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Pandemic and Public Health: A Contradiction

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“I am a cardiac patient. Doctor suggested me an immediate cardiac surgery before 6 months. But due to lockdown I couldn’t even travel to Kolkata. Ambulance charges become so high! Even train services are not available yet. What could be done? Should I die?”, Moidul Chacha was speaking about his critical situation during a conversation with iKure’s Community Health Worker. The situation has become a common phenomenon in rural India. As per the Govt. of India data, it has been revealed that due to huge expense in health, approximately six crores thirty lakhs population fall under Below Poverty Level (BPL). The situation has even become worsened in the midst of lockdown. Primary Health Care Centers (PHC) supposed to be the first point of contact for Covid-19 patients. Taking experience from China and Italy, it has been suggested that of all patients with the disease, 5-10 percent of them become severely ill and need admission to a health facility. About 70 percent of these patients can be managed with supportive care and oxygen, which can be provide through PHCs. PHCs are the frontline health providers and also awareness campaigns could be deliver by the Primary Health Care Centers. But the real situation is truly bitter. ‘Good Doctors’ are not available in maximum number of PHCs. People have to travel so long to avail the health care delivery system. The coronavirus diseases (Covid-19) has created a huge pressure on the healthcare system in our nation. As per the orders of the Ministry of Health and Family Welfare, it has been revealed that the parental and vaccination of pregnant women supposed to take place at Primary and Community Health Centers. However, it was observed that these services were largely ignored during the lockdown. According to the Pradhan Mantri Safal Matritva Abhiyan (PMSMA), around 44,000 women die every year due to pregnancy-related complications whereas 6.6 lakhs children die within 28 days of birth. As per Gaon Connection survey, it has been found that only 29 per cent pregnant women confirmed check-ups and vaccination in West Bengal. While the condition of PHCs are down, even the situation of Govt. hospitals are also horrible. As per the recent data from World Bank, it has been estimated that only 0.7 beds are available for 1000 population and numbers vary in different states. For instance, 1.05 beds are available in Kerala followed by 1.1 in Tamilnadu, whereas 1.05 beds in Delhi and 2.25 beds are available in West-Bengal for 1000 patients. The ratio between doctors and patients is so alarming. Less than 1 doctor (0.857) is only available per 100 patients. The 21st century is witnessing the changes in travel and trade, urbanization, environmental degradation and other trends that increase the risk of disease outbreaks, their spread and amplification into epidemics and pandemics. At the same time, the science and knowledge around infectious hazards are constantly evolving.Now, India is about to reach fifty lakhs mark for Covid-19 situation. As per the data, India is the second worst hit country in the world. Renowned scientists and notable doctors are commenting that if we consider our population is 140 crores out of which, 60%-70% (approximately 60 crores to 70 crores) must be infected with Covid-19, so that herd-immunity would be creating among rest of the population before discovering and producing an effective vaccine to eradicate Covid-19.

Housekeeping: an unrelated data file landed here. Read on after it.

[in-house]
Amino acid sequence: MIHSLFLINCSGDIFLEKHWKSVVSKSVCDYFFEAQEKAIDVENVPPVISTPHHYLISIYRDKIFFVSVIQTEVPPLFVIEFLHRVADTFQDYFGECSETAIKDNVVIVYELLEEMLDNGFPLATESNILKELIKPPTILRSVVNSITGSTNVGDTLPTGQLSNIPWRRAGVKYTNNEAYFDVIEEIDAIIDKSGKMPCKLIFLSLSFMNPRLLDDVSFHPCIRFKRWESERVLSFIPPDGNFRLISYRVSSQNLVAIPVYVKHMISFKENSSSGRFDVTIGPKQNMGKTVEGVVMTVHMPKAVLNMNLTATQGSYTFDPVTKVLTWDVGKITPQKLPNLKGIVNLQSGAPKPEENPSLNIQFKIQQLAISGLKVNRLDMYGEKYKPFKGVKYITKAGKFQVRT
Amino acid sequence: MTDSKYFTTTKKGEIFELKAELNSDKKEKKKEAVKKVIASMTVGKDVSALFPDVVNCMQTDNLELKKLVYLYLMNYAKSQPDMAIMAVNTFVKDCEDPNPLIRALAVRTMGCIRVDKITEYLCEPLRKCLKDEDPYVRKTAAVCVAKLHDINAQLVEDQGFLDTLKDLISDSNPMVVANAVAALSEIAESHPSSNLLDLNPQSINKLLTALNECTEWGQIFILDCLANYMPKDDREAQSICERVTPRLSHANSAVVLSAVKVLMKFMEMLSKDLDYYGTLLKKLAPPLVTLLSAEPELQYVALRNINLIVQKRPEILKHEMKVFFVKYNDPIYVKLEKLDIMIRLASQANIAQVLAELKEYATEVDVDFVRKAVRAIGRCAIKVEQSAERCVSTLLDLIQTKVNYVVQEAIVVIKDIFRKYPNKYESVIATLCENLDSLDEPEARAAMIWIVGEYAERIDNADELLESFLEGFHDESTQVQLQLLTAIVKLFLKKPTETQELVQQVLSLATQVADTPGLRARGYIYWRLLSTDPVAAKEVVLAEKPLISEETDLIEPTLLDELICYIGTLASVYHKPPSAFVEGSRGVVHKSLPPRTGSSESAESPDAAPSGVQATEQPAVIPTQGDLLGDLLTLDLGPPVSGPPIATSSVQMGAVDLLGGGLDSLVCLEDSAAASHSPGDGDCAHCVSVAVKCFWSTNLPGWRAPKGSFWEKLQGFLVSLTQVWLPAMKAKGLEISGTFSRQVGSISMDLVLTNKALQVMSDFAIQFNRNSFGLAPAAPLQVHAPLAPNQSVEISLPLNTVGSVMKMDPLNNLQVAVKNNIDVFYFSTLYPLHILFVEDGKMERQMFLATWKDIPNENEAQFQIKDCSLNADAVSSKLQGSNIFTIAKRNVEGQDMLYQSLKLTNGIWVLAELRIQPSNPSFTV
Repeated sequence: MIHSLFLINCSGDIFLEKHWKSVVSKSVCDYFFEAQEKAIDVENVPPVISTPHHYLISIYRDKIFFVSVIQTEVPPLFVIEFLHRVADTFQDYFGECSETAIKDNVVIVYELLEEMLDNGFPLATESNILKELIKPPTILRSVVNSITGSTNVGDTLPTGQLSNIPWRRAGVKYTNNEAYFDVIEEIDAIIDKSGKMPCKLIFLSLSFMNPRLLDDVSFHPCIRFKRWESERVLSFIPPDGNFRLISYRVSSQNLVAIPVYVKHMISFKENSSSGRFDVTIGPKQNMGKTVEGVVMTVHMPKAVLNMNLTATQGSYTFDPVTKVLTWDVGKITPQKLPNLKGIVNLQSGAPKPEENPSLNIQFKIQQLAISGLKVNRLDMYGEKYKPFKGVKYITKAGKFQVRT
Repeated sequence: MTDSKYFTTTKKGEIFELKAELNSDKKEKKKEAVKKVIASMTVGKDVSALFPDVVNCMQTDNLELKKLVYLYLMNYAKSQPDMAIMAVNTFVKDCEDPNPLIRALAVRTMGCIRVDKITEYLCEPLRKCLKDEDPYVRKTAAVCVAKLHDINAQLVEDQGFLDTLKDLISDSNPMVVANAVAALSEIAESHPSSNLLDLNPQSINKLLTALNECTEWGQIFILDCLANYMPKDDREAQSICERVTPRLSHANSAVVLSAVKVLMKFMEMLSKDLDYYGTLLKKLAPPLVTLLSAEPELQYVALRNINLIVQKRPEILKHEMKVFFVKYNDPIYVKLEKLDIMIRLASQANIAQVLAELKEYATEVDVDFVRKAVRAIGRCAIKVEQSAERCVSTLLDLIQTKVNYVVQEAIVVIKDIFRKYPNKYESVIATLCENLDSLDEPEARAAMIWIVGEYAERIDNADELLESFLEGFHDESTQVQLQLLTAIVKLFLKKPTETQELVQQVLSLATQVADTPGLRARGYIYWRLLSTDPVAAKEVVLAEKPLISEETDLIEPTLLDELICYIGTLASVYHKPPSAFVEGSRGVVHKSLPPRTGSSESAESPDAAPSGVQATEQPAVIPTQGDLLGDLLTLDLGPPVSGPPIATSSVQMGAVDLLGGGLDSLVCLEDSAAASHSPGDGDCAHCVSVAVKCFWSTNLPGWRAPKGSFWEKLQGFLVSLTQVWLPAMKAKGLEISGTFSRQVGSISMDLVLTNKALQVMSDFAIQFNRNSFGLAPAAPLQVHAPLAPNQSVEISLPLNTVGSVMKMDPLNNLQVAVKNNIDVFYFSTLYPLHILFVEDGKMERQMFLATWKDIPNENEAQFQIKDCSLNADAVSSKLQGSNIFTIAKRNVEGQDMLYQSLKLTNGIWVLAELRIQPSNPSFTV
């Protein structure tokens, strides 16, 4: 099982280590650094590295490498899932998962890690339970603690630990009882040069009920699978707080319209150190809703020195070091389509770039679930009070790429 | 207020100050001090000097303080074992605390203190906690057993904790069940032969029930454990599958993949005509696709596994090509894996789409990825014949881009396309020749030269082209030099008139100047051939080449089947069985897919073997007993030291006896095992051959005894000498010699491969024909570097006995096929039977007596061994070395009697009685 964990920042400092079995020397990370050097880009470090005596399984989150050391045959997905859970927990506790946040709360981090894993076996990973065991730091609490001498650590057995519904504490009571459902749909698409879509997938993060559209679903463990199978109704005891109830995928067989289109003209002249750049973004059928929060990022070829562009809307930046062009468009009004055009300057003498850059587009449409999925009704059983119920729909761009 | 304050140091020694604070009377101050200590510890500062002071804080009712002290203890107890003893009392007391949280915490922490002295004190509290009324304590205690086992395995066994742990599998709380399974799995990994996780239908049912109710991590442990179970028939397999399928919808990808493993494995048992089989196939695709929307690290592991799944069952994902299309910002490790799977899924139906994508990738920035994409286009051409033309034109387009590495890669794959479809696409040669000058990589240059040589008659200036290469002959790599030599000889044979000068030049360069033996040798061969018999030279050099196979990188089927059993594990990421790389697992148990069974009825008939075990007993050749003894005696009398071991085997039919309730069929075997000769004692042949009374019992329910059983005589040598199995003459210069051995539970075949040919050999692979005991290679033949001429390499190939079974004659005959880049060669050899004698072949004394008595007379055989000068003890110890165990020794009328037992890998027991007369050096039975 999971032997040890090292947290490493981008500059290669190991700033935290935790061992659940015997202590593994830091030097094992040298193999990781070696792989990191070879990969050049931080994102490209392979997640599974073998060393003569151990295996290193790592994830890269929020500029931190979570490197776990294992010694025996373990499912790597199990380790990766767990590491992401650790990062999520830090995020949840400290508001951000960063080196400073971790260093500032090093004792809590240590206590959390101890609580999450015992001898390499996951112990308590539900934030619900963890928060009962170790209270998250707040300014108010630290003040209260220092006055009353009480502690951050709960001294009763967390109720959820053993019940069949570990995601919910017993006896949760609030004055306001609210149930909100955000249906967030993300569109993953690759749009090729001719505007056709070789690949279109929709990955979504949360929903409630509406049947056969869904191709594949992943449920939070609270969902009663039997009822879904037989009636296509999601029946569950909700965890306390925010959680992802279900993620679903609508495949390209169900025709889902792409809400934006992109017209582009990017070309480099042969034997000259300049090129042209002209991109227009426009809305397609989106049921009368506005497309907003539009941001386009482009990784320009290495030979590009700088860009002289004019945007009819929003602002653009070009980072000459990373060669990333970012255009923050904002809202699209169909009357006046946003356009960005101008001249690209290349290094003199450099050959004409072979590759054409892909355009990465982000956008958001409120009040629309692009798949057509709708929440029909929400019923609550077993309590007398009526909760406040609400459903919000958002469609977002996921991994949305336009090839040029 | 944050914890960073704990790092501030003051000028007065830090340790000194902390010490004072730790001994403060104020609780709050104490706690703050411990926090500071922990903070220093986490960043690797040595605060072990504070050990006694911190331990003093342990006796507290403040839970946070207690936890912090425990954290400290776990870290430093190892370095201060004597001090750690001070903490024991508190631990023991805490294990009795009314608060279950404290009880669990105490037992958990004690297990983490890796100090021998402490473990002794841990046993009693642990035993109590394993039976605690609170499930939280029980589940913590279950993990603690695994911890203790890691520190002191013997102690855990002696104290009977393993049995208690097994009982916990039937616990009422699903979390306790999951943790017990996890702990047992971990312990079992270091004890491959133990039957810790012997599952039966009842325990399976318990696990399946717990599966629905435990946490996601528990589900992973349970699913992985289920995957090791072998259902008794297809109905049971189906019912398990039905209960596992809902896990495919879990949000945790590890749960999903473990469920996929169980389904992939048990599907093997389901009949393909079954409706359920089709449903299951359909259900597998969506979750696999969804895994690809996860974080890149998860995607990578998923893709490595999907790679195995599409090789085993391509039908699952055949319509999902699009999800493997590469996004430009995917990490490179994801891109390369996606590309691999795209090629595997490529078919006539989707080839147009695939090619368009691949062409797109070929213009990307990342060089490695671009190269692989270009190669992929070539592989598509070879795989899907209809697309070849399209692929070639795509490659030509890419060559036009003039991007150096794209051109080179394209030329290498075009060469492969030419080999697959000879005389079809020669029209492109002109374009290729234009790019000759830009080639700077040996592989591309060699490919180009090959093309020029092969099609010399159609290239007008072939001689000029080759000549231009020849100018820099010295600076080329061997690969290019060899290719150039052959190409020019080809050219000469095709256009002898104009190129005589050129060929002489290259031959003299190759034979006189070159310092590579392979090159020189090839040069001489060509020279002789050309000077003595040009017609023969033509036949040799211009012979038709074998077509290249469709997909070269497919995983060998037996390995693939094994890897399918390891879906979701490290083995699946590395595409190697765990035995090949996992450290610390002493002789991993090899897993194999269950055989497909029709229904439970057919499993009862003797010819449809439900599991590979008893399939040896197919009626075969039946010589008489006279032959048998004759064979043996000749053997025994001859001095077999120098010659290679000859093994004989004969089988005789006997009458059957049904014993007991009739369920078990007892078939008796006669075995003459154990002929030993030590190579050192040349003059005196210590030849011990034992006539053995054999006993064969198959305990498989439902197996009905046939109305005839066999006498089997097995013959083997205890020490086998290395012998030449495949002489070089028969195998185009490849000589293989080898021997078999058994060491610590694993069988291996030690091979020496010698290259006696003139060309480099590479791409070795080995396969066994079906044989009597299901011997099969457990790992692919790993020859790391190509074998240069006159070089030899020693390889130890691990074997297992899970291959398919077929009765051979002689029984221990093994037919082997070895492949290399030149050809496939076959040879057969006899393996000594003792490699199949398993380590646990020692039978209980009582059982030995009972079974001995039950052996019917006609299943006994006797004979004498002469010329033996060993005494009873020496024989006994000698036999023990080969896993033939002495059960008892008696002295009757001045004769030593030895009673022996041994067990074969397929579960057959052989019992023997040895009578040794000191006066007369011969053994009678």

In many cases, it has been witnessed that people are now shifted to contactless health check-ups during Covid-19 pandemic. Even in this critical situation, iKure is working effortlessly to helping the rural healthcare system in every single day. The organization has organised more than 100 camps during this lockdown period. Huge numbers of patients are visiting iKure clinics to meet the doctors and availing health check-ups. Community Health Workers of iKure is regularly visiting patients’ house and taking important vitals through WHIMS. The intervention from iKure has developed to fill the gap between PHC and a patient ten years ago. Practically, many remote areas are lacking behind in the distance between a PHC and a patient. In rural areas, a patient has to travel more than 20 kilometers to avail a service from PHC. The iKure team is collecting data through WHIMS and working in partnership model with research institutes, NGOs and healthcare partners to identify critical health issues in communities and design holistic approach to prevent disease maintaining utmost hygiene and provide nutritional components that treat the disease from its route cause.

Now, the question is how could the govt. system evolve this public health crisis in a different way? Whether technological revolution will come into place to provide healthcare for the underserved or infrastructure of PHCs could be developed to provide quality health-care services to the underserved?

Soumyadip Chatterjee
Manager-Research and Communications
iKure Techsoft

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